I really dislike the Mad Max movies. Which is odd, considering dystopia is my thing. I can read any book about the genre, and most movies, as well. But the Mad Max movies are not my thing. So, when I heard about this book, written by the screenwriter of Mad Max 2 and 3, I was out. No interest. Then I read the plot and reviews. And maybe, just maybe I would check it out. Then a friend raved about it. And harped on me about it. And I caved. 600 pages later, here I am on the other side. I survived.
I love a good thriller. I will read most types, but this one about espionage, catching the Muslim extremist in a post 9/11 world, covert operations, etc just didn’t appeal to me. But the more I read, the more sucked in I got. And I was so impressed with this story. Because something that is mentioned on page 100, that was just a hint, just a tidbit, turned out to be huge later in the book. And that happened a number of times. This is an expertly constructed book.
You never really know the character, in part because his identity shifts so much due to the covert business, but you see who he is deep down. He’s not a heartless man. He isn’t ruthless or cruel. He simply wants to protect people. And unfortunately, he knows you sometimes have to kill people to protect the many. Even when he does, he still takes no joy in what he has done, making him human. And this is the main reason I enjoyed this book. There are so many small events that link together within the novel. Hayes does a great job of tying up all the loose ends as well. Very impressive first stab (pun intended) at a novel from this screenwriter.
Yet another Netgalley book! So, I’ve read one great one and one bummer one. However, this one I selected completely on the premise alone. It’s a murder mystery, but it has a unique feature. It’s told in reverse. Which really seems odd, given the whole mystery aspect, but this novel really does work.
The fact that it’s told in reverse is laid out for you up front, so there’s no confusion as to what is happening. And, as a speed reader, I found myself having to go a lot slower with this book to really grasp all the details. Reading a book in reverse chronological order is like looking at a picture and then being told the story behind it. Normally you make the memory and look at the picture later, then the memory comes flooding back. And I was skeptical about whether or not this novel (and unknown, to me, author) could pull it off. And while the book had some confusing moments and not everything is perfectly resolved (but rather implied), as a whole, it was really great.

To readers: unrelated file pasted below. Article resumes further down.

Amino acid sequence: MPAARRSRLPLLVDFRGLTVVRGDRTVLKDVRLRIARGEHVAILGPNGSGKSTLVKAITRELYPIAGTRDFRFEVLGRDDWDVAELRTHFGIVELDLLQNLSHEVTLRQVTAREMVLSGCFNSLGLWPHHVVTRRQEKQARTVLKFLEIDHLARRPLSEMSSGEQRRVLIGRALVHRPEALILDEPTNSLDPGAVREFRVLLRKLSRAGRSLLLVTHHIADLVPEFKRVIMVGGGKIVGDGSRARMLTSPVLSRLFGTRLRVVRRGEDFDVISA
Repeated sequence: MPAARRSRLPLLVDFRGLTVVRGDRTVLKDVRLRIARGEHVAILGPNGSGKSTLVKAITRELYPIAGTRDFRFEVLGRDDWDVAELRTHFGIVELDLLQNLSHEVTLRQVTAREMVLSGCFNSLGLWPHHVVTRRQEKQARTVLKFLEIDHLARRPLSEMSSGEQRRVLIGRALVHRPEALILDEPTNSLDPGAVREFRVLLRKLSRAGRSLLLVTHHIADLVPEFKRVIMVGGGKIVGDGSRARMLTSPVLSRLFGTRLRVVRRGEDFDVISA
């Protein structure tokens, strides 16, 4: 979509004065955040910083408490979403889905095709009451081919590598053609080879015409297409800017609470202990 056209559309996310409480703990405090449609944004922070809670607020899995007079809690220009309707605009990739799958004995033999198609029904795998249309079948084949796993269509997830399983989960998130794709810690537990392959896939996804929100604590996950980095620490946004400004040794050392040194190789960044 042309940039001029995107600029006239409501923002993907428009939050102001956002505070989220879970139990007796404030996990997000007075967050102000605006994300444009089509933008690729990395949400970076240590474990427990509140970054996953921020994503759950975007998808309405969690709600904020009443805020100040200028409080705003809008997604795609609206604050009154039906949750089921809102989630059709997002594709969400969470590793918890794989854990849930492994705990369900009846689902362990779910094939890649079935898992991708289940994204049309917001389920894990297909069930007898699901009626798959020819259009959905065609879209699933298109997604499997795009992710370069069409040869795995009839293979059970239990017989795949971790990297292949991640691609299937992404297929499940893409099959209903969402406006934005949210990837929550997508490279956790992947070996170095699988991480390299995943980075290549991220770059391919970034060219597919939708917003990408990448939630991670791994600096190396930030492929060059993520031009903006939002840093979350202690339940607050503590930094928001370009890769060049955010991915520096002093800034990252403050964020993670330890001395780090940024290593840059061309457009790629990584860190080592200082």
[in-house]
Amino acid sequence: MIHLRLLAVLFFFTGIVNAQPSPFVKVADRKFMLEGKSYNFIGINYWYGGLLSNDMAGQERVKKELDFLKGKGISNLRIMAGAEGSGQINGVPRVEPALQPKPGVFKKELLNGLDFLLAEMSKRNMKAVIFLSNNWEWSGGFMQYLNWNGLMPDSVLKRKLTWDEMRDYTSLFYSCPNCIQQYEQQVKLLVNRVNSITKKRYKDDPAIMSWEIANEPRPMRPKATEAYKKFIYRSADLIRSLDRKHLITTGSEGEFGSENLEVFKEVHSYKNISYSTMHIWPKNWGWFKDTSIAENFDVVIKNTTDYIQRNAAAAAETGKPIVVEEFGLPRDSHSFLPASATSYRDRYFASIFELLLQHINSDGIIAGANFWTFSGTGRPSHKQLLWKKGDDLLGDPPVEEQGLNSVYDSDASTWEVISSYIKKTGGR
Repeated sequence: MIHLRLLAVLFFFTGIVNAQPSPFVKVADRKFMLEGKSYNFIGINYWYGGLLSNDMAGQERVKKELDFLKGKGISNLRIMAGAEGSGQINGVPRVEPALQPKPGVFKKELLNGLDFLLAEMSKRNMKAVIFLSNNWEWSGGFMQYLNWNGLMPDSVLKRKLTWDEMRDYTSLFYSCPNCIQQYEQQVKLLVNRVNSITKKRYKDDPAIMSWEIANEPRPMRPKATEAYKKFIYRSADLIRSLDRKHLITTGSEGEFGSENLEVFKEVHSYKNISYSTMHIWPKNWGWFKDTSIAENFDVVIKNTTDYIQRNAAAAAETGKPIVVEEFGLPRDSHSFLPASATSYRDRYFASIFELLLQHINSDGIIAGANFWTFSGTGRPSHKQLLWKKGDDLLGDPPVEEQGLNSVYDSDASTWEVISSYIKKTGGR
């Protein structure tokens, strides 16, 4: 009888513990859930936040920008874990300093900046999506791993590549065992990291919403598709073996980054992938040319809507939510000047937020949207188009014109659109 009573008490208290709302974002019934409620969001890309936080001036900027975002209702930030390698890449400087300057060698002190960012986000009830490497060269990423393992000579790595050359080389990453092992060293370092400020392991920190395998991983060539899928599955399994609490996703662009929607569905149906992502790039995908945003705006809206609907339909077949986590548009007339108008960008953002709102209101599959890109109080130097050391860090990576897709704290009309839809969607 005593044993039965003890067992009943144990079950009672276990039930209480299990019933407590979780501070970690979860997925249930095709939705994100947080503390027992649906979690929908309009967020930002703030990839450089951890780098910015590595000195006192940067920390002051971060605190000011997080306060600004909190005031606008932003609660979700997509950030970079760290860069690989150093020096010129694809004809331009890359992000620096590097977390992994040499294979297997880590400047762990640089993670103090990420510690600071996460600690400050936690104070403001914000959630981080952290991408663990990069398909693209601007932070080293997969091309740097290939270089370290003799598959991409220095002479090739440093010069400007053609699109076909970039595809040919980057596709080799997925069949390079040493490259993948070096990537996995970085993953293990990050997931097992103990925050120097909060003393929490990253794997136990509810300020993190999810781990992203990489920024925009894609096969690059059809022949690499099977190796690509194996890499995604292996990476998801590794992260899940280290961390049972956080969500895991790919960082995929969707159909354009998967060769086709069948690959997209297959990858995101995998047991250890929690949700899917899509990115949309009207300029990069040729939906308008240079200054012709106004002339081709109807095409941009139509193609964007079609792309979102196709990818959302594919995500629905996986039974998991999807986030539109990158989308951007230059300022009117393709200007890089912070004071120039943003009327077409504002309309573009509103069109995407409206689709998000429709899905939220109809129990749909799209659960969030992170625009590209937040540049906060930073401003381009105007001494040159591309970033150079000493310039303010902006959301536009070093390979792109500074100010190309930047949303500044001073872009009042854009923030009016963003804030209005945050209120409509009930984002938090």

The murder mystery genre is really hit or miss for me. Some novels are so predictable and formulaic that you see the murderer coming a mile away. And not to give anything away, but the resolution wasn’t wholly surprising to me, but the storytelling was really what made the book readable and interesting. Reading it in chronological order would have been nowhere near as intriguing.
When I saw this book was available on Netgalley, I immediately requested it, simply based on the author. I read the Wayward Pines series last year and loved it. I don’t know much about the author, but based on the trilogy, I knew I wanted to read more. He does a great job of balancing suspense and science and wow, can he write an ending.
This book grabbed me from chapter one. There’s no slow burn in this book. From the beginning, you are sucked in. And there is absolutely no way to predict where the book is going, which is refreshing. The author has clearly done his research in physics and does an outstanding job relating this information in an understandable way. I expected there to be some difficult parts given how insane (in a good way) the premise is, and there were a few where I had to slow down and reread a bit, but nothing that I wasn’t able to handle.